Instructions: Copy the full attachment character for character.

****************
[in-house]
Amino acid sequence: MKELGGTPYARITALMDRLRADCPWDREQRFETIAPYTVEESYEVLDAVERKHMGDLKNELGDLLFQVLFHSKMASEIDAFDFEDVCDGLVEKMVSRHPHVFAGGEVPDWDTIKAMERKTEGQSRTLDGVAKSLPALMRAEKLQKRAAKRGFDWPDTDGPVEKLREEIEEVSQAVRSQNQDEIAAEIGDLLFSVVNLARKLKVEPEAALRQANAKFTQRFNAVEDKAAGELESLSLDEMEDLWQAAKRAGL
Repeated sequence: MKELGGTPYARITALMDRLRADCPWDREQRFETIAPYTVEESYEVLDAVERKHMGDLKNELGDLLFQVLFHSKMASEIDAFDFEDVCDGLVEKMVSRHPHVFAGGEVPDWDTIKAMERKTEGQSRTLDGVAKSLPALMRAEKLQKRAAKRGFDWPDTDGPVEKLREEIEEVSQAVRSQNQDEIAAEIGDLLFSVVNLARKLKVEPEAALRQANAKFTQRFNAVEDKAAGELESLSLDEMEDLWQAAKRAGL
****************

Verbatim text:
[in-house]
Amino acid sequence: MKELGGTPYARITALMDRLRADCPWDREQRFETIAPYTVEESYEVLDAVERKHMGDLKNELGDLLFQVLFHSKMASEIDAFDFEDVCDGLVEKMVSRHPHVFAGGEVPDWDTIKAMERKTEGQSRTLDGVAKSLPALMRAEKLQKRAAKRGFDWPDTDGPVEKLREEIEEVSQAVRSQNQDEIAAEIGDLLFSVVNLARKLKVEPEAALRQANAKFTQRFNAVEDKAAGELESLSLDEMEDLWQAAKRAGL
Repeated sequence: MKELGGTPYARITALMDRLRADCPWDREQRFETIAPYTVEESYEVLDAVERKHMGDLKNELGDLLFQVLFHSKMASEIDAFDFEDVCDGLVEKMVSRHPHVFAGGEVPDWDTIKAMERKTEGQSRTLDGVAKSLPALMRAEKLQKRAAKRGFDWPDTDGPVEKLREEIEEVSQAVRSQNQDEIAAEIGDLLFSVVNLARKLKVEPEAALRQANAKFTQRFNAVEDKAAGELESLSLDEMEDLWQAAKRAGL